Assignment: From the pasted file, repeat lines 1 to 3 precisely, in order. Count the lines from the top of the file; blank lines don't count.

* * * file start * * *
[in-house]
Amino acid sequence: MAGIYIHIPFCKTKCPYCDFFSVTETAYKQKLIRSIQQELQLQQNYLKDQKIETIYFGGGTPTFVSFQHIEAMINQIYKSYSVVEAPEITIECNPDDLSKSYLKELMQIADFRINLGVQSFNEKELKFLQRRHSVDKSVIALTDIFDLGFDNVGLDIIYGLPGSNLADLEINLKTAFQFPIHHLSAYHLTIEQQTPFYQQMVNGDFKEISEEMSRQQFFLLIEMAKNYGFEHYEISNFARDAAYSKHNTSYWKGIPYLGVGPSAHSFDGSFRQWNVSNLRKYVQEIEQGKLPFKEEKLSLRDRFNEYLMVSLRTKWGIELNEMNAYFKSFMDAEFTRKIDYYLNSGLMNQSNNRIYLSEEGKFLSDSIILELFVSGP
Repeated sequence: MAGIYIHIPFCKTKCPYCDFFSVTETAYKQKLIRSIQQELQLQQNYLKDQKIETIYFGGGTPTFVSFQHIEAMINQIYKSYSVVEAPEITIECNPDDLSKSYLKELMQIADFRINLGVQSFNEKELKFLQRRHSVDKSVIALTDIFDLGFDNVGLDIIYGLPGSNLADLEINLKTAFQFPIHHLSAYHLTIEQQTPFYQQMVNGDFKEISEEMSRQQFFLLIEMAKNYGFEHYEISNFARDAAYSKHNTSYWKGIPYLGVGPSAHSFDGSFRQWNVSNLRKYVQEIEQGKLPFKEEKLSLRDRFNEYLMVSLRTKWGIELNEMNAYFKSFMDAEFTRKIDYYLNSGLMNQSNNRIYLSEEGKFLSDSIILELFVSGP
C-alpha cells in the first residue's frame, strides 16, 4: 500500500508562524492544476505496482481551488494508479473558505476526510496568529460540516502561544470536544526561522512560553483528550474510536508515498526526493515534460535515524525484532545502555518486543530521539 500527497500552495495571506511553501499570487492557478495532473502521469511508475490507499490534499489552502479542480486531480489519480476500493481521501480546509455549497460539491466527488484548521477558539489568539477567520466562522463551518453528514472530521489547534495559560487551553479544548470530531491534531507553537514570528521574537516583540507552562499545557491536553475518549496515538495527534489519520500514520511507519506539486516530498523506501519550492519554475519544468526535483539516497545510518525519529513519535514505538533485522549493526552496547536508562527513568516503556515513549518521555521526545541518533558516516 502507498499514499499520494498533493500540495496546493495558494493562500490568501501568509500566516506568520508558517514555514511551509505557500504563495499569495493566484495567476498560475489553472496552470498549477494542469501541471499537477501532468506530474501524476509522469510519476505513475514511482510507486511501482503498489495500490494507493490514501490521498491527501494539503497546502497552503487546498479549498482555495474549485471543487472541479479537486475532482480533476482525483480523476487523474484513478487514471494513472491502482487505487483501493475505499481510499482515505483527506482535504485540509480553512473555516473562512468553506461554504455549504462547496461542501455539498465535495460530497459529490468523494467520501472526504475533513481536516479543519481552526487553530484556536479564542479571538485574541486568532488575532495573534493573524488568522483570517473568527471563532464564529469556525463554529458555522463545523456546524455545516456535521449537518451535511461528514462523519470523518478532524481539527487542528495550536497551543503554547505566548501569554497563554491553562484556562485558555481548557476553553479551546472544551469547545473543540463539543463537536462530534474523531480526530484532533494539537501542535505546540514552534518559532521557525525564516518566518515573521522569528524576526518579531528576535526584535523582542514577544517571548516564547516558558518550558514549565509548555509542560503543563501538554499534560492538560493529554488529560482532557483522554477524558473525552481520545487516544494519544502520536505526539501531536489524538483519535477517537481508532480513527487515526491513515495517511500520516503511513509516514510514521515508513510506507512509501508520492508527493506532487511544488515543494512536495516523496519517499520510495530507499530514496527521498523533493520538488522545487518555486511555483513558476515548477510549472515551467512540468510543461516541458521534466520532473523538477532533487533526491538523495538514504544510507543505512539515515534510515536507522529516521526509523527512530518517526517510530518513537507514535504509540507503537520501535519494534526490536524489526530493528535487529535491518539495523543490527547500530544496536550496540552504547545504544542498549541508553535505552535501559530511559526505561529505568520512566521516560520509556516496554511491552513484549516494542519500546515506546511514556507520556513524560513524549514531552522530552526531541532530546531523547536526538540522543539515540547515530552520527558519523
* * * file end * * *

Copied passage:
[in-house]
Amino acid sequence: MAGIYIHIPFCKTKCPYCDFFSVTETAYKQKLIRSIQQELQLQQNYLKDQKIETIYFGGGTPTFVSFQHIEAMINQIYKSYSVVEAPEITIECNPDDLSKSYLKELMQIADFRINLGVQSFNEKELKFLQRRHSVDKSVIALTDIFDLGFDNVGLDIIYGLPGSNLADLEINLKTAFQFPIHHLSAYHLTIEQQTPFYQQMVNGDFKEISEEMSRQQFFLLIEMAKNYGFEHYEISNFARDAAYSKHNTSYWKGIPYLGVGPSAHSFDGSFRQWNVSNLRKYVQEIEQGKLPFKEEKLSLRDRFNEYLMVSLRTKWGIELNEMNAYFKSFMDAEFTRKIDYYLNSGLMNQSNNRIYLSEEGKFLSDSIILELFVSGP
Repeated sequence: MAGIYIHIPFCKTKCPYCDFFSVTETAYKQKLIRSIQQELQLQQNYLKDQKIETIYFGGGTPTFVSFQHIEAMINQIYKSYSVVEAPEITIECNPDDLSKSYLKELMQIADFRINLGVQSFNEKELKFLQRRHSVDKSVIALTDIFDLGFDNVGLDIIYGLPGSNLADLEINLKTAFQFPIHHLSAYHLTIEQQTPFYQQMVNGDFKEISEEMSRQQFFLLIEMAKNYGFEHYEISNFARDAAYSKHNTSYWKGIPYLGVGPSAHSFDGSFRQWNVSNLRKYVQEIEQGKLPFKEEKLSLRDRFNEYLMVSLRTKWGIELNEMNAYFKSFMDAEFTRKIDYYLNSGLMNQSNNRIYLSEEGKFLSDSIILELFVSGP